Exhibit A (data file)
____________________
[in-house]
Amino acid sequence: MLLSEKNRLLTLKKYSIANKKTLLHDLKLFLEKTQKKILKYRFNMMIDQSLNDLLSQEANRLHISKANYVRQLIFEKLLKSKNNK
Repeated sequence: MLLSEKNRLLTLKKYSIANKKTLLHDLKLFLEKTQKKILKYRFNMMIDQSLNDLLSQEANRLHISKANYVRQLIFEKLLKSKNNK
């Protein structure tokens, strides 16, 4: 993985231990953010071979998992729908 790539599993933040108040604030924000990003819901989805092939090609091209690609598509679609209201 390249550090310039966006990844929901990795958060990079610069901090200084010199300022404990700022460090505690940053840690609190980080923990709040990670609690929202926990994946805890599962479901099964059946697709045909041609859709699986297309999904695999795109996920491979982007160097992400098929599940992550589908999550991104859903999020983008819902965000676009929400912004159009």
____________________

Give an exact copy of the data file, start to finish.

[in-house]
Amino acid sequence: MLLSEKNRLLTLKKYSIANKKTLLHDLKLFLEKTQKKILKYRFNMMIDQSLNDLLSQEANRLHISKANYVRQLIFEKLLKSKNNK
Repeated sequence: MLLSEKNRLLTLKKYSIANKKTLLHDLKLFLEKTQKKILKYRFNMMIDQSLNDLLSQEANRLHISKANYVRQLIFEKLLKSKNNK
């Protein structure tokens, strides 16, 4: 993985231990953010071979998992729908 790539599993933040108040604030924000990003819901989805092939090609091209690609598509679609209201 390249550090310039966006990844929901990795958060990079610069901090200084010199300022404990700022460090505690940053840690609190980080923990709040990670609690929202926990994946805890599962479901099964059946697709045909041609859709699986297309999904695999795109996920491979982007160097992400098929599940992550589908999550991104859903999020983008819902965000676009929400912004159009």